When to file bankruptcy
When to File Bankruptcy: The Telegraph, a British newspaper, posted an article online today about a man name Paul Potts who was on the brink of filing for bankruptcy and turned his life around to become a multi-millionaire. Like most people, Mr. Potts was making very little money and using his credit cards to supplement for the gap in his income. Things changed for him when he entered into Britain’s Got Talent and one the first prize of £100,000. Although his rags to riches story is out of the ordinary, there are clear signs for most people of when to file for bankruptcy. This article got me thinking about when to file bankruptcy and some factors to consider before doing so. This is one of the most common questions that is asked of attorneys. As with any legal issue, it is extremely important to consult an attorney and to be candid about these factors in order to determine when to file bankruptcy.
When To File Bankruptcy Common Question 1: Can I Do Credit Counseling?
Credit counseling is a wonderful way to avoid filing a bankruptcy case. There are a few pros and cons to consider before committing to a credit counseling plan. First thing to know is that there are two types of credit counseling agencies: “for-profits” and “non-profits”.
The for-profit agencies collection money from you on a monthly basis. They build up a “war chest” and, once they have enough, begin to call your creditors and settle your debts for pennies on the dollar as well as take a monthly amount for their “services.” The problem is that this is something you can do yourself and save the monthly amount that the agency would collect.
The non-profit agencies call your creditors and negotiate reduced minimum monthly payments that may be easier for you to maintain. The question I would ask is “When does it end?” Although these monthly payments may be more manageable, it may take years to pay off the debts. However, some of the plans that these agencies set up might work for some debtors. It is important to go speak to a non-profit credit counseling agencies, at least to see what type of plan you can get into.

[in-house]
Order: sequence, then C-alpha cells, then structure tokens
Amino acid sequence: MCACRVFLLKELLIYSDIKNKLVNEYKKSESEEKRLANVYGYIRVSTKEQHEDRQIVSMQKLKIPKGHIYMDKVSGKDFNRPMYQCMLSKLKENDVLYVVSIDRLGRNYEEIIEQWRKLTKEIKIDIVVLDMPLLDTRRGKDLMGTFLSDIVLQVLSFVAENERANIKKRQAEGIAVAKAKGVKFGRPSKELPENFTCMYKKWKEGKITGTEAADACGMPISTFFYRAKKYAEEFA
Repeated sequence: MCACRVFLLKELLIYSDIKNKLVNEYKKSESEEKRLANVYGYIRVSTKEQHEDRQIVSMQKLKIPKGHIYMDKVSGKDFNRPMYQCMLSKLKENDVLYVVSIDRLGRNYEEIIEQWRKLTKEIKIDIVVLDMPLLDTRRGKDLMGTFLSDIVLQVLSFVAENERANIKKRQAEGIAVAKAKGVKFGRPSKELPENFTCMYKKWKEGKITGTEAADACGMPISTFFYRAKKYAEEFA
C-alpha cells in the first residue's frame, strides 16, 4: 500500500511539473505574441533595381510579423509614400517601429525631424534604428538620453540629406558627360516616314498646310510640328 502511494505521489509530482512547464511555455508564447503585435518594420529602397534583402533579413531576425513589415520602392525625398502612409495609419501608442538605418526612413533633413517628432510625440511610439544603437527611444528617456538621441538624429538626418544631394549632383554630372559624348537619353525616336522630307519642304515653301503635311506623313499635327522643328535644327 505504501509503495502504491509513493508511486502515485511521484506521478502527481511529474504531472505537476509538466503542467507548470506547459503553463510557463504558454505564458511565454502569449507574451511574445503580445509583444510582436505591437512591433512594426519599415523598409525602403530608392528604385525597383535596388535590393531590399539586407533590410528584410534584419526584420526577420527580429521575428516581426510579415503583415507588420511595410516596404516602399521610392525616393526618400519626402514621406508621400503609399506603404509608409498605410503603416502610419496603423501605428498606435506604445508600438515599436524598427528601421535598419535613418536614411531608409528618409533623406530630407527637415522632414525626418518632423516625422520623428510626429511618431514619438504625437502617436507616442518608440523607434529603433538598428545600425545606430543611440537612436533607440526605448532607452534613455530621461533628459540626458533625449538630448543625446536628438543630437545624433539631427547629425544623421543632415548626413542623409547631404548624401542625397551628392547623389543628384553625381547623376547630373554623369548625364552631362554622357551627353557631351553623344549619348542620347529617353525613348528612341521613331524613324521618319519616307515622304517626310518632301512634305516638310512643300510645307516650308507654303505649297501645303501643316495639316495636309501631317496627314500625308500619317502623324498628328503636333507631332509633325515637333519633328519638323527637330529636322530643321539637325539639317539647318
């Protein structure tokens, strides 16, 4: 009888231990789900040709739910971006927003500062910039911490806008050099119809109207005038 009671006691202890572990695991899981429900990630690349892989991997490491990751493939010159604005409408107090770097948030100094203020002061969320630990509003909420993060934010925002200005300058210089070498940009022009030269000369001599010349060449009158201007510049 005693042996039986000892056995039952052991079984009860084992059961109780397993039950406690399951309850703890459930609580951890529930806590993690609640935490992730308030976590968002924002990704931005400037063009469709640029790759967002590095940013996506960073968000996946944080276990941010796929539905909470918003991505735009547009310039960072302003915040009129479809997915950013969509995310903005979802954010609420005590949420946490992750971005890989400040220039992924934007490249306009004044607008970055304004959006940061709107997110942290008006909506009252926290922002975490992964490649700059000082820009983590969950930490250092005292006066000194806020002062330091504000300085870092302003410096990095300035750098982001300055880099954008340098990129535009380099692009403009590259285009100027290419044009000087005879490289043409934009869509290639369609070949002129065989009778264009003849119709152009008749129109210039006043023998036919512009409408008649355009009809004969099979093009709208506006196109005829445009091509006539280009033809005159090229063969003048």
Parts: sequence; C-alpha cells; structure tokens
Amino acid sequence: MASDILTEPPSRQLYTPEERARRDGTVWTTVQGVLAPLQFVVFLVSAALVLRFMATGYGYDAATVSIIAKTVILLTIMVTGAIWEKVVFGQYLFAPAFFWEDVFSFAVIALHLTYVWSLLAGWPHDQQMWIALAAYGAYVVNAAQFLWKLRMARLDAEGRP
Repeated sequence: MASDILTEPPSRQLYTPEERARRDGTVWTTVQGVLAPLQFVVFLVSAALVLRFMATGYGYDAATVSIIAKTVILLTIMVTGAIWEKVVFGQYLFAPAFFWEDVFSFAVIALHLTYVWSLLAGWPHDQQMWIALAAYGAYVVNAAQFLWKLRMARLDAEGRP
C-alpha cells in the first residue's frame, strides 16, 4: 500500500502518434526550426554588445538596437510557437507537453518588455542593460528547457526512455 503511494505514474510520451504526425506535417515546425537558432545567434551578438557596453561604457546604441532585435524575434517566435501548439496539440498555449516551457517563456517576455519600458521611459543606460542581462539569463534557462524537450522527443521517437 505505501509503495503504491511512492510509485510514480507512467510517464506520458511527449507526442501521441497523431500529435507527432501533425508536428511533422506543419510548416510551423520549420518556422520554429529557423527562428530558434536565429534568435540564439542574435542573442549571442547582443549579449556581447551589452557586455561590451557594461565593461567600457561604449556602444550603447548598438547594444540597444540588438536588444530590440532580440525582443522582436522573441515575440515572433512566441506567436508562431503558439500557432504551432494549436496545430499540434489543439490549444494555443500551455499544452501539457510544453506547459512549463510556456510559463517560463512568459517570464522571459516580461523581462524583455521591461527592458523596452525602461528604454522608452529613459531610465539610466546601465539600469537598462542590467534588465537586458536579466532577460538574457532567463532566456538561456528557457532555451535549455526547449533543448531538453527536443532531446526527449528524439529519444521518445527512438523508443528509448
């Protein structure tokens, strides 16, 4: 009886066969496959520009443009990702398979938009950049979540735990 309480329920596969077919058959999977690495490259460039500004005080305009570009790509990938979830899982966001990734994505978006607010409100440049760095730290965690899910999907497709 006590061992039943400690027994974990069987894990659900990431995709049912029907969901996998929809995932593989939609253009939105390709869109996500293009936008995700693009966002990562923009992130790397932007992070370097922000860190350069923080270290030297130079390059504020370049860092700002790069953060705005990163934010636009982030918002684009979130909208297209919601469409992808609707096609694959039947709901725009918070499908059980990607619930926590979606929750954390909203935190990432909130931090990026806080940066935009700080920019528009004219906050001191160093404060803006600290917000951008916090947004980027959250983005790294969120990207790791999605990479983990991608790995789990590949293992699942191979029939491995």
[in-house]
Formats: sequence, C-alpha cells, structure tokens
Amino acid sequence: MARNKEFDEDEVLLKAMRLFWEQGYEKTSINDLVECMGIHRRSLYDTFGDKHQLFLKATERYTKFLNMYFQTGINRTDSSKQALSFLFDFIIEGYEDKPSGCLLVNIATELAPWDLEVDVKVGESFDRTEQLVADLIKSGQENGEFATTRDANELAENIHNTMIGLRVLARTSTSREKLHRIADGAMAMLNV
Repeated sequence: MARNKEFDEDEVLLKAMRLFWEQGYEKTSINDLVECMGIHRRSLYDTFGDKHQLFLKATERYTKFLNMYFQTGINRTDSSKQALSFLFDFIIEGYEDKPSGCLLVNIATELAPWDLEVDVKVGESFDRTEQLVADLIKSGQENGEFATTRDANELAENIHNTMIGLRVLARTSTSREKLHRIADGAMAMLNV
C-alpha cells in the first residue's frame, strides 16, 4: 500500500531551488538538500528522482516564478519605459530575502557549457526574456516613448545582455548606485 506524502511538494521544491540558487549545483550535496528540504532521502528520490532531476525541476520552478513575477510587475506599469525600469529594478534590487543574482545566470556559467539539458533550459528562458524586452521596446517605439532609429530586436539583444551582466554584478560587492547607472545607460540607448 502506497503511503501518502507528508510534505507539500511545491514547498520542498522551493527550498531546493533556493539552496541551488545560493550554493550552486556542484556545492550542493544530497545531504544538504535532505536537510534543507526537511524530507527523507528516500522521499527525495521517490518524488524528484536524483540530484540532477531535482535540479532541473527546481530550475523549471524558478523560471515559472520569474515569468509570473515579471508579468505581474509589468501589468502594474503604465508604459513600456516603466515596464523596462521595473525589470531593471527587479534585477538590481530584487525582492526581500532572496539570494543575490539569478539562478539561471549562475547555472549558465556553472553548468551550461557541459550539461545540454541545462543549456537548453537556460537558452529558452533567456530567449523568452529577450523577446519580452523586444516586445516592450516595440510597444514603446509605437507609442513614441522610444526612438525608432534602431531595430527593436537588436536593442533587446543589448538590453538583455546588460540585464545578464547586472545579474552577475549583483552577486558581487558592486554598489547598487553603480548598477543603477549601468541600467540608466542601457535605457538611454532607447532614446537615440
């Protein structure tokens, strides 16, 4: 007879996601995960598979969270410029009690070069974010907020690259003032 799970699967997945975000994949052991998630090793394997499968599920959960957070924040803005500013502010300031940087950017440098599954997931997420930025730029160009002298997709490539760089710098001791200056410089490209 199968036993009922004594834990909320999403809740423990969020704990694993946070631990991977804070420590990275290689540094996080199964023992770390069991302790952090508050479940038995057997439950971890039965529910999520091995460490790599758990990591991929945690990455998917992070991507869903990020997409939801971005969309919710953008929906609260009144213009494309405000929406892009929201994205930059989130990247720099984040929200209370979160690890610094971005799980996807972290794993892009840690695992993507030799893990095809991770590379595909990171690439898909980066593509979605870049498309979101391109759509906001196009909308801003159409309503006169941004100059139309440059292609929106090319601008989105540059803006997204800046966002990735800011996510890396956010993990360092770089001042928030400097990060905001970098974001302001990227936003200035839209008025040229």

In fact, if you do decide to file for bankruptcy protection, to must receive a certificate of completion of a pre-bankruptcy course from an approved non-profit credit counseling agency.
When To File Bankruptcy Common Question 2: Do I Qualify For a Bankruptcy Case?
In order to file a bankruptcy case, you must first determine whether you qualify for a bankruptcy case. There is a bankruptcy Means Test calculation to determines whether you make too much money to file for a bankruptcy case. There is a preliminary test that the United States Department of Justice released to determine whether your income falls above or below median income for your household family size. If you are under median income, then you automatically qualify for a Chapter 7 case. If you are over median income, then you must complete the means test in order to determine whether you qualify.
This test can be rather complicated and therefore it is important to see an attorney to fill out the means test (and preliminary median income test). The timing of when to file a bankruptcy case is determine by the filing party. Therefore, if a debtor does not initially pass the means test, an attorney can assist you in determining whether waiting might make the means test easier to pass.
When To File Bankruptcy Common Question 3: What If I Have a Pending Foreclosure?
There can be several benefits to filing a bankruptcy case before a foreclosure sale has taken place. Filing a case before the sale can buy a family some additional time in their personal residence and thus allow for time to pack, find a new place to live and move. Additionally, there can be some tax ramifications that can be alleviated if a bankruptcy case is filed before a foreclosure sale. It is important to speak to both an attorney and a CPA in order to determine whether your case might make you liable for additional tax debts.
When To File Bankruptcy Common Question 4: Is There A “Better” Time to File?
There are “better” times to file a bankruptcy case. There are a number of situations to consider when determining when to file bankruptcy. First and foremost, there are emotional and moral issues that an individual or family must consider when filing a bankruptcy case. I constantly tell my potential clients to go home and speak to whomever is in their circle of trusted family and friends and have a discussion about whether to file a bankruptcy case or not.
Secondly, lawsuits are a good indicator that it might be time to file a bankruptcy case. When a civil lawsuit is initiated by a creditor and a judgment is received in the case, the creditor can garnish wages, levy on bank accounts and place liens on property. Most of these can be avoided if a bankruptcy case is filed prior to the creditor receiving the judgment.
Lastly, the timing of when to file bankruptcy can be dependent upon the financial activity of a debtor immediately prior to filing a case. It may be obvious to most people, but a debtor cannot fraudulently transfer assets in order to save them from being sold in a bankruptcy case. What may not be so obvious are the sales of and transfers of property and are, seemingly, done innocently. Certain activity may prevent a debtor from receiving a discharge in bankruptcy.
Therefore, it is extremely important to speak to and be completely candid with an attorney. The better scenario is to speak to an attorney prior to selling or transferring assets so that he or she can determine whether the activity would be construed as a fraudulent transfer.